I enjoyed this piecemeal conjuring of a future world but I was surprised also to note something missing from her narrative form. One way of putting my unease is to say that I wanted a richer stock of non-human characters. The book involves a large bouquet of human variation (and these are admirably set in north-east England near Newcastle, rather than in London; I liked this provincial version of the metropolitan), but aside from a sequence of relationships between people and dogs, very few other species have a detailed presence in Accidental Flowers.

Given that our western techno-industrial society has got into this ecological crisis through its collective self-referential preoccupations – material wealth disconnected from its planetary sources – do we not need to create stories that incorporate our indebedness and interrelationships with other parts of life? In short, I could have done with more trees, grasses, flowers, birds, mammals – and heaven forbid but what about the real heavy lifters of our world such as bacteria, phytoplankton, lichens, fungi and insects – inserted into the new fiction. For me dogs don’t do it. In fact, given that the global estimate for the canine population is 900 million, they are looking much more like the problem than the solution.

This aside, I was provoked and charmed, disturbed and moved by Peter’s short story sequence. I am expecting exciting things from her in the future.

To return to the wider issue: how do we tell stories that both take account of the problems and challenges we face on Earth while also offering a new way of being in relations with other species. Arachne’s pocket-sized volume of stories and poems edited by Cherry Potts faces this challenge more fully. Here are other species in abundance: birds, ferns, fungi, fish, frogs, toads, turtles, lions and wild flowers. Their stories imply and comment upon our story. One of the poems I really enjoyed was Kelly Davis’s ‘The Last Lioness’. This beautiful female beast, rather like ‘Martha’ the last passenger pigeon – Martha’s death in 1911 marked the extinction of the most abundant bird species on Earth – is housed in a zoo. (WordPress struggled a little with the verse space breaks so don’t take these lines as precisely replicating those in the original poems.)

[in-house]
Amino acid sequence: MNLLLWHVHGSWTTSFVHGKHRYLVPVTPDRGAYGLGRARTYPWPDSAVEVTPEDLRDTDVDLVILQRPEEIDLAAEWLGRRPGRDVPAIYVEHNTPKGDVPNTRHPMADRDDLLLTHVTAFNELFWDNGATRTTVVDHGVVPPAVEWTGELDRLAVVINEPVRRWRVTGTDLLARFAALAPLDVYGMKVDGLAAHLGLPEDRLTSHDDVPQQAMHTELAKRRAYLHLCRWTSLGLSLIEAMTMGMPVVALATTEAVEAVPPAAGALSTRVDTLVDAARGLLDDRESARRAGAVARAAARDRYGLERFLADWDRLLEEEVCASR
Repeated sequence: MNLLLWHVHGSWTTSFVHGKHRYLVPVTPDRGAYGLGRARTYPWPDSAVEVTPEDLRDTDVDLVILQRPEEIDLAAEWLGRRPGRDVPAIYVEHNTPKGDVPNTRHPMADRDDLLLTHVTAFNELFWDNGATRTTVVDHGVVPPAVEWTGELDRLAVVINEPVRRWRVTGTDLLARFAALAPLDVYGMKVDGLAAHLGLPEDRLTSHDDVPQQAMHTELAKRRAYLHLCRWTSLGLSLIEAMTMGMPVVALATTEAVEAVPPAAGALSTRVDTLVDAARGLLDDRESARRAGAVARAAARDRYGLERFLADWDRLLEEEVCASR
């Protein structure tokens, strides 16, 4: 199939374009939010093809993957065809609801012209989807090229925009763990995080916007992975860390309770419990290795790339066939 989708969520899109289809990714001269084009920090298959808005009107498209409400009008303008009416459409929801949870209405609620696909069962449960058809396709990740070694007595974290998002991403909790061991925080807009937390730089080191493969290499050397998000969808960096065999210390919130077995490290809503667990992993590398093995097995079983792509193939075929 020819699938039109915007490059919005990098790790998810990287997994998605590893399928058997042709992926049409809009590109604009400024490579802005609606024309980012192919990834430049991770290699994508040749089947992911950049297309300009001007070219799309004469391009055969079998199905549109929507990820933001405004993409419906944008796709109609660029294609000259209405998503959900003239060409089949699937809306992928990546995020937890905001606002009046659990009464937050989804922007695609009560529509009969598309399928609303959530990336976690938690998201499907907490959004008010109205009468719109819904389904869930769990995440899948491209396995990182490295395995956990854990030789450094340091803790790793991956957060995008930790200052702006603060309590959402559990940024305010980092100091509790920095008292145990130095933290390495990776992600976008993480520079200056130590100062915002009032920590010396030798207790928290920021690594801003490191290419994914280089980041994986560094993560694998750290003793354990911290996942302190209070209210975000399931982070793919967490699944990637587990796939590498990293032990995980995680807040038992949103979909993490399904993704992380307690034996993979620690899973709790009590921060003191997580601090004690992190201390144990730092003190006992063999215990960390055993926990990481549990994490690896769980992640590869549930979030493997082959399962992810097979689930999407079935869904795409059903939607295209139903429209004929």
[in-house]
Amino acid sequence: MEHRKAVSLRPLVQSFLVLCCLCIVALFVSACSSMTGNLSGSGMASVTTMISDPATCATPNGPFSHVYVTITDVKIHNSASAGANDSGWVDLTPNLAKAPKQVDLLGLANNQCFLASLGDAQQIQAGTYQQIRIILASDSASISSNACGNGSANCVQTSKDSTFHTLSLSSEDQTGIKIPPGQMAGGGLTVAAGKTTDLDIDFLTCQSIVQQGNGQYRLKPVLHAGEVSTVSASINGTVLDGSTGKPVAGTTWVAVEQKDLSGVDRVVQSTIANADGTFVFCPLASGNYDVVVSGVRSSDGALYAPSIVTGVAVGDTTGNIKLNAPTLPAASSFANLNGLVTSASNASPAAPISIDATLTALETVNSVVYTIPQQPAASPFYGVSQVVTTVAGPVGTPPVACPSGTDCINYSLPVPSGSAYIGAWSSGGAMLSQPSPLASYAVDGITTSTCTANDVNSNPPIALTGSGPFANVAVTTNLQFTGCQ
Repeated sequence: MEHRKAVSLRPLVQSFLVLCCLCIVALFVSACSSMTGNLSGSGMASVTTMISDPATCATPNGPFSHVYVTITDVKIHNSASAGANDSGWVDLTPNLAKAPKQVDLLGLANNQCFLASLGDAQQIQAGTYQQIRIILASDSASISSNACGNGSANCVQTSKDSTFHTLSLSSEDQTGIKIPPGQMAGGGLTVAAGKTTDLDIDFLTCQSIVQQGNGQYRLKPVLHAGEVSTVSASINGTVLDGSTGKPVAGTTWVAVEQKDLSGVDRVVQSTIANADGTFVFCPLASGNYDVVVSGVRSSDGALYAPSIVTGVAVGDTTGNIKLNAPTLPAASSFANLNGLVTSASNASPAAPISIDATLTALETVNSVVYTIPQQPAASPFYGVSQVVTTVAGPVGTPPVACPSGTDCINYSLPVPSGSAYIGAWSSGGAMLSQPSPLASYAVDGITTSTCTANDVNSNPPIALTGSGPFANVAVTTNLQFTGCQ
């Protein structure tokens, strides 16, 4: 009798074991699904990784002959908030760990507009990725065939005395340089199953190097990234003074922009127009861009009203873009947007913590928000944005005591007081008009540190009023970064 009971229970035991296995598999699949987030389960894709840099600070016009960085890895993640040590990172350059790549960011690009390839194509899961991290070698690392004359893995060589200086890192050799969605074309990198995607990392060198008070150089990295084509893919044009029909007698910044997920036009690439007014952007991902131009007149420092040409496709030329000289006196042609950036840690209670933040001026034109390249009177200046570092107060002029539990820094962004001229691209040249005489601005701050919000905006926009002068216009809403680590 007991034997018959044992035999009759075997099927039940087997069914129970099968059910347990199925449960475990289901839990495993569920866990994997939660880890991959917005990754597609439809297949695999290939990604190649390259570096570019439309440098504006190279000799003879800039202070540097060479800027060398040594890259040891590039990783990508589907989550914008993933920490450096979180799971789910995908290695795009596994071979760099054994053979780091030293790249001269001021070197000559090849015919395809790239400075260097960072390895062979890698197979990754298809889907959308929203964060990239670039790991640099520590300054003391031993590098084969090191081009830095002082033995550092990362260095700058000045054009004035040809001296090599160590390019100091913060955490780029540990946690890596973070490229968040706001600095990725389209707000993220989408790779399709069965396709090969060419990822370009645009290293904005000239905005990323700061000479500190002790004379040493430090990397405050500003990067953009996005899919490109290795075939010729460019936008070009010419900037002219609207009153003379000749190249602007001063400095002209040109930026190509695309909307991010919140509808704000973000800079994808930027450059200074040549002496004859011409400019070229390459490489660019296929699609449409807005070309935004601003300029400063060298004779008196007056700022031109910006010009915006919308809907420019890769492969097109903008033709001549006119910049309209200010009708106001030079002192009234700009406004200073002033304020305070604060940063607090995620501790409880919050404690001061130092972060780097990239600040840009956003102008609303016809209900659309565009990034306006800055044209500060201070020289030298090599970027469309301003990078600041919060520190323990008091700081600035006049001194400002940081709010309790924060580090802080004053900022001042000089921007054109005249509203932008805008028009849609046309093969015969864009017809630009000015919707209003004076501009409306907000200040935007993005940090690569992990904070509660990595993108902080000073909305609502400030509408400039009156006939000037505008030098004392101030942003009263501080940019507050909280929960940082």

People buy tickets

wait in snaking queues,

to see the queen

brought low:

The Last Lioness.

They can say

they were there,

took photos

on their phones.

 

In her cage, She is haunted

by the scent

of prey,

tastes the bubble of blood

at the antelope’s mouth,

sees the hooves kicking,

the sliver of life

snatched away.

 

Now there is only

pacing, pacing,

the slow draining of days.

Eyes that scanned the savannah

brought up short

            by walls.

Meat arrives                 in buckets

Equally I loved Lucy Grace’s poem ‘After This’, which celebrates lavender, spiders, bees, ants … and the possiblity of hope. So three cheers, for Lily Peters (as well as Kelly Davis and Lucy Grace), for Arachne Press and for flying ant day.

After this,

I’m going to speak of all the things

We no longer have.

All the things

We no longer point at, saying –

                                                            Look!

                                                            Look at that!

Later

We will not know

Where everything went,

We will look at each other, saying –

            Remember those massive spiders that came

                                    out from behind the telly?

Remember how those bees loved your lavender?

                                    Remember flying ant day?

We will not remember why we ridded them.

We will not remember

That spiders were housekeepers and fat bees were lifesavers

And ants built their communities under our feet.

In the shed

Under the sink

Beneath the stairs

We will secretly gather old killing sprays and suffocating powders,

Embarrassed by ourselves.

After this,

I’m going to speak of all the things

We still have.